Small, inexpensive, hand-held optoelectronic color-measuring devices based on metal-film/dielectric-film interference filters are undergoing development. These color meters could be suitable for use in a variety of applications in which there are requirements to quantify or match colors for aesthetic purposes but there is no need for the high spectral resolution of scientific-grade spectrometers. Such applications typically occur in the paint, printing, and cosmetic industries, for example.
The figure schematically depicts a color meter of this type being used to measure the color of a sample in terms of the spectrum of light reflected from the sample. Light from a white source (for example, a white light-emitting diode) passes through a collimating lens to the sample. Another lens collects some of the light reflected from the sample and focuses the light onto the input end of optical fiber. Light emerging from the output end of the optical fiber illuminates an array of photodetectors covered with metal/dielectric-film interference filters like those described in "Metal/Dielectric-film Interference Color Filters" (NPO-20217), NASA Tech Briefs, Vol. 23, No. 2 (February 1999), page 70. Typically, these are wide-bandpass filters, as shown at the bottom of the figure.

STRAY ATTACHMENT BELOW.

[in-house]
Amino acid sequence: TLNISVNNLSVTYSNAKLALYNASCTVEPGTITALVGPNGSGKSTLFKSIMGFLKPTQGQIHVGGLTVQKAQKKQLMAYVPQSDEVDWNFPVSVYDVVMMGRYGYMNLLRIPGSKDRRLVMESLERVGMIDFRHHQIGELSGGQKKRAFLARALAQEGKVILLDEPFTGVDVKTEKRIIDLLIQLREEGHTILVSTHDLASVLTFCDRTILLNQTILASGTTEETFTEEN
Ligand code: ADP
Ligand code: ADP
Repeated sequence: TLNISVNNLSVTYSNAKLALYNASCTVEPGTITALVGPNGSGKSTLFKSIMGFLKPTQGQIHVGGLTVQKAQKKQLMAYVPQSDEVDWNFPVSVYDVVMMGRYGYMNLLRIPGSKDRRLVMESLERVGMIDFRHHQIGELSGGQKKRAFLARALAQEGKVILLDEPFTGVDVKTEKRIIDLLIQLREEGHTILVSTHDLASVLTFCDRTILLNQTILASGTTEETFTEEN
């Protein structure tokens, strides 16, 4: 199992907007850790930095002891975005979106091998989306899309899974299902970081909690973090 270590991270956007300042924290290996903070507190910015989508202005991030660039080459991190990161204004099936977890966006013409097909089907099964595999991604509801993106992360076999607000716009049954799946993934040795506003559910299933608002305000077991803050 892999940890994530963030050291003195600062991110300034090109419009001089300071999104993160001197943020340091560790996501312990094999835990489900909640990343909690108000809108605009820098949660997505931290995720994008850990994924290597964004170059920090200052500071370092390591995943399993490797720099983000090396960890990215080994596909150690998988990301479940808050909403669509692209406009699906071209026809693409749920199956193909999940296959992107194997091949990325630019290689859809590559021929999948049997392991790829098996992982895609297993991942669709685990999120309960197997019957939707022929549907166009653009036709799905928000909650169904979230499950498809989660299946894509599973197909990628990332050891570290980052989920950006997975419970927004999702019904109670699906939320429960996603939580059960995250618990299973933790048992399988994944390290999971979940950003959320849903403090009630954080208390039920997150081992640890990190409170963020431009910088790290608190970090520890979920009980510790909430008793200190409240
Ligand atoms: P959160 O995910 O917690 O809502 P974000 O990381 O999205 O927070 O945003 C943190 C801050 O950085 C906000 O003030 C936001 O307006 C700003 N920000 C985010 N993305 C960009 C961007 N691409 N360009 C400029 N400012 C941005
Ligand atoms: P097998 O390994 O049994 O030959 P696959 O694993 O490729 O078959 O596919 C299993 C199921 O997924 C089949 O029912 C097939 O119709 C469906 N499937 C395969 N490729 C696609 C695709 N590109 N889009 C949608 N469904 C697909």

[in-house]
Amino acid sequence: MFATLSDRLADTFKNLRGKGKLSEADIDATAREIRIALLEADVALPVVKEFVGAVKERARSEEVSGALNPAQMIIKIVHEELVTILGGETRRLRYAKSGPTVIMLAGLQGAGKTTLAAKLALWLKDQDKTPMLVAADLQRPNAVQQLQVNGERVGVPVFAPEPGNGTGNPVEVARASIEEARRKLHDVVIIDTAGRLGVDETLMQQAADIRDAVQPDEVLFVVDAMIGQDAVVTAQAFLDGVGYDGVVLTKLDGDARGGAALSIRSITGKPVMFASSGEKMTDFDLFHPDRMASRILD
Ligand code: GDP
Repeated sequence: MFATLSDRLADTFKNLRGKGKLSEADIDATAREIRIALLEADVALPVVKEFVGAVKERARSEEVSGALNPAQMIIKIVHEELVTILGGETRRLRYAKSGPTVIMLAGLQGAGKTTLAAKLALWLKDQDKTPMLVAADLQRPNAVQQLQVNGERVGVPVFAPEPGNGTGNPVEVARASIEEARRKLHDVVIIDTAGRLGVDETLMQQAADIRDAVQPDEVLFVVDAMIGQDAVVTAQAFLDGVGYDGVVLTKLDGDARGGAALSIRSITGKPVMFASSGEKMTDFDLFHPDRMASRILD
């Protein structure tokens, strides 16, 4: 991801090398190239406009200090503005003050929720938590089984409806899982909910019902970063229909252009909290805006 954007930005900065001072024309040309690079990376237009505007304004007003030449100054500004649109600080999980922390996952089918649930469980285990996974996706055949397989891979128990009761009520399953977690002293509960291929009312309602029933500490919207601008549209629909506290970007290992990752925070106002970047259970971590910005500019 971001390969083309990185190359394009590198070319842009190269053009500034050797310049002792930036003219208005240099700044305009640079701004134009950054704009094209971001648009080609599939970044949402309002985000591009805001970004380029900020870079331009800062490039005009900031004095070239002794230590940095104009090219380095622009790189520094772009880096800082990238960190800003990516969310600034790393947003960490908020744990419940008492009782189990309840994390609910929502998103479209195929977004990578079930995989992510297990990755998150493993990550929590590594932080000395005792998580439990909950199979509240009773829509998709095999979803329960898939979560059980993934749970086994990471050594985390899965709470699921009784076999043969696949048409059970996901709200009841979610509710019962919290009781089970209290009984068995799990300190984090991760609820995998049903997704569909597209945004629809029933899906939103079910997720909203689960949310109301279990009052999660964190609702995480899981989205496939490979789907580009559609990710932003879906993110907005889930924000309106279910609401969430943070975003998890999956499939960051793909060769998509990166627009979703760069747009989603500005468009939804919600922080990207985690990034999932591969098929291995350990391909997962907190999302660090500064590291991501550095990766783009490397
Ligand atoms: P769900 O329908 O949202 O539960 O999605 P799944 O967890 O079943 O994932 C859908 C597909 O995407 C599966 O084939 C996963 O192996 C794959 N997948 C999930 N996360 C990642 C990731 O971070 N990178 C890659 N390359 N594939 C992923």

The photodetector array need not be of any particular design: it could be something as simple as an assembly containing several photodiodes or something as elaborate as an active-pixel sensor or other imaging device. What is essential is that each of the photodetectors or each of several groups of photodetectors is covered with a metal/dielectric-film filter of a different color. In most applications, it would be desirable to have at least three different filters, each for a spectral band that contains one of the three primary additive red, green, and blue colors. In some applications, it may be necessary to have more than three different color filters in order to characterize subtle differences in color (or in the sensation of color) that cannot be characterized with sufficient precision by use of the primary colors alone.
This work was done by Yu Wang of Caltech for NASA's Jet Propulsion Laboratory. In accordance with Public Law 96-517, the contractor has elected to retain title to this invention. Inquiries concerning rights for its commercial use should be addressed to
Innovative Technology Assets Management JPL Mail Stop 202-233 4800 Oak Grove Drive Pasadena
Refer to NPO-30858.